You know the statistic. We incarcerate a higher proportion of the population than any other country does. Hundreds of thousands of young, now aging, men, are doing hard time for possession of small amounts of drugs. More and more people find themselves in jail because they got caught with bench warrants for their arrest for exorbitant fines they could not afford to pay. More than a century after debtors prisons were abolished, thousands are again behind bars because of debts. But one category of felon is free on the street. I refer, of course, to corporate criminals. Consider the case of a checkout clerk at Walmart who puts her hands in the till and walks off with a couple of hundred bucks of the company's money. That clerk could expect to face prosecution and jail. Now consider her boss, who cheats her of hundreds of dollars of pay by failing to accurately record the time she clocked in, or the overtime she worked.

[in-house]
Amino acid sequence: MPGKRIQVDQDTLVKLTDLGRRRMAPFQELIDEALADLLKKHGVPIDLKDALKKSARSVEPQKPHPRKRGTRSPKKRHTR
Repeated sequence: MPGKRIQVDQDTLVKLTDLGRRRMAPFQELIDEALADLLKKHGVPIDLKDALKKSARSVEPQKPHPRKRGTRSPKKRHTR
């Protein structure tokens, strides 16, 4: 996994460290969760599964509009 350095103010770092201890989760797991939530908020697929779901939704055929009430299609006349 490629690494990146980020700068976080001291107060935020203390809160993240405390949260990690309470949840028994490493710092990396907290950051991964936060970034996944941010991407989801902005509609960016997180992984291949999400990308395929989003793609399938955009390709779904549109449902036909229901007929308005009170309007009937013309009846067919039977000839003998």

There's a pattern here. Whenever the push for taxing Wall Street speculation starts to build some serious steam, the Obama administration dusts off their proposal for a big bank fee. This fee idea was is a good one. The problem: Obama officials have presented the big bank fee as an alternative to a financial transaction tax.
Timothy Geithner's new book about the financial crisis, Stress Test, is basically an argument that the Wall Street bailout succeeded. That's hardly surprising, given that Geithner was in charge of the bailout when Treasury Secretary, and so has an inherit interest in telling the public it succeeded.